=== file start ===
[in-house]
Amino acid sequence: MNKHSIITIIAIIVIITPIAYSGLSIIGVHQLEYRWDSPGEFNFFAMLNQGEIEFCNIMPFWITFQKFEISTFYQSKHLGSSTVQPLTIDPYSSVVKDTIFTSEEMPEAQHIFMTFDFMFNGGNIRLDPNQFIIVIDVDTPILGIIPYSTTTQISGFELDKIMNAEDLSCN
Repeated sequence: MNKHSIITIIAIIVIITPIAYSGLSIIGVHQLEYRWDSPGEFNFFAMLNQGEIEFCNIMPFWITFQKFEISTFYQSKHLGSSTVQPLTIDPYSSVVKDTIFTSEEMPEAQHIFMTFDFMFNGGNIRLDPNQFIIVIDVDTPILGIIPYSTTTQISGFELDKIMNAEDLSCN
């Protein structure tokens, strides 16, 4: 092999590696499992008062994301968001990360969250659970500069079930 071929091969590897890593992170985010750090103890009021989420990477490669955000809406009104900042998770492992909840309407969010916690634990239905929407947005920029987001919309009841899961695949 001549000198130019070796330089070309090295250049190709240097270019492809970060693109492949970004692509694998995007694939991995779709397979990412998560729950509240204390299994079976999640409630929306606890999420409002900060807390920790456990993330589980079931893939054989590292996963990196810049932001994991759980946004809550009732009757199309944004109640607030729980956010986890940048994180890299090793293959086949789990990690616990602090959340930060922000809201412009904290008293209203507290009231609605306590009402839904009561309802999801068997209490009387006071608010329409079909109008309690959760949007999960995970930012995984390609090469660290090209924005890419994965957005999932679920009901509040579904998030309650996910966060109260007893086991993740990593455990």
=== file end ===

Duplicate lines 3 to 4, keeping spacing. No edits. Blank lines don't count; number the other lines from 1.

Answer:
Repeated sequence: MNKHSIITIIAIIVIITPIAYSGLSIIGVHQLEYRWDSPGEFNFFAMLNQGEIEFCNIMPFWITFQKFEISTFYQSKHLGSSTVQPLTIDPYSSVVKDTIFTSEEMPEAQHIFMTFDFMFNGGNIRLDPNQFIIVIDVDTPILGIIPYSTTTQISGFELDKIMNAEDLSCN
């Protein structure tokens, strides 16, 4: 092999590696499992008062994301968001990360969250659970500069079930 071929091969590897890593992170985010750090103890009021989420990477490669955000809406009104900042998770492992909840309407969010916690634990239905929407947005920029987001919309009841899961695949 001549000198130019070796330089070309090295250049190709240097270019492809970060693109492949970004692509694998995007694939991995779709397979990412998560729950509240204390299994079976999640409630929306606890999420409002900060807390920790456990993330589980079931893939054989590292996963990196810049932001994991759980946004809550009732009757199309944004109640607030729980956010986890940048994180890299090793293959086949789990990690616990602090959340930060922000809201412009904290008293209203507290009231609605306590009402839904009561309802999801068997209490009387006071608010329409079909109008309690959760949007999960995970930012995984390609090469660290090209924005890419994965957005999932679920009901509040579904998030309650996910966060109260007893086991993740990593455990």